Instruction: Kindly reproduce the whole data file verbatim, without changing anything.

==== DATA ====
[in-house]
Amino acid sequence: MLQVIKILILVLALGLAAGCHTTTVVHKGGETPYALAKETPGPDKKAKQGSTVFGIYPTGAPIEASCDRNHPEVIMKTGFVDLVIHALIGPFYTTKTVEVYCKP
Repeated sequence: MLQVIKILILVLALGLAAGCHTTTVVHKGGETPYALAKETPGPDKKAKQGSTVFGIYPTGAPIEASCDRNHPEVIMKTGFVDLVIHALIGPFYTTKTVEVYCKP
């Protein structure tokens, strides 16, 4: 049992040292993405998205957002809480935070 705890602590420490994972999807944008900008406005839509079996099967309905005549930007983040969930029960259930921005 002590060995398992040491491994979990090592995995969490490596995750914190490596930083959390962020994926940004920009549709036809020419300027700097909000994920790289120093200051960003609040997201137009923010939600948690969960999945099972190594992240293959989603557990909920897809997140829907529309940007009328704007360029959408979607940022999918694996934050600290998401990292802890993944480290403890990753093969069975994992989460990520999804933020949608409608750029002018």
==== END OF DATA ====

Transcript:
[in-house]
Amino acid sequence: MLQVIKILILVLALGLAAGCHTTTVVHKGGETPYALAKETPGPDKKAKQGSTVFGIYPTGAPIEASCDRNHPEVIMKTGFVDLVIHALIGPFYTTKTVEVYCKP
Repeated sequence: MLQVIKILILVLALGLAAGCHTTTVVHKGGETPYALAKETPGPDKKAKQGSTVFGIYPTGAPIEASCDRNHPEVIMKTGFVDLVIHALIGPFYTTKTVEVYCKP
């Protein structure tokens, strides 16, 4: 049992040292993405998205957002809480935070 705890602590420490994972999807944008900008406005839509079996099967309905005549930007983040969930029960259930921005 002590060995398992040491491994979990090592995995969490490596995750914190490596930083959390962020994926940004920009549709036809020419300027700097909000994920790289120093200051960003609040997201137009923010939600948690969960999945099972190594992240293959989603557990909920897809997140829907529309940007009328704007360029959408979607940022999918694996934050600290998401990292802890993944480290403890990753093969069975994992989460990520999804933020949608409608750029002018």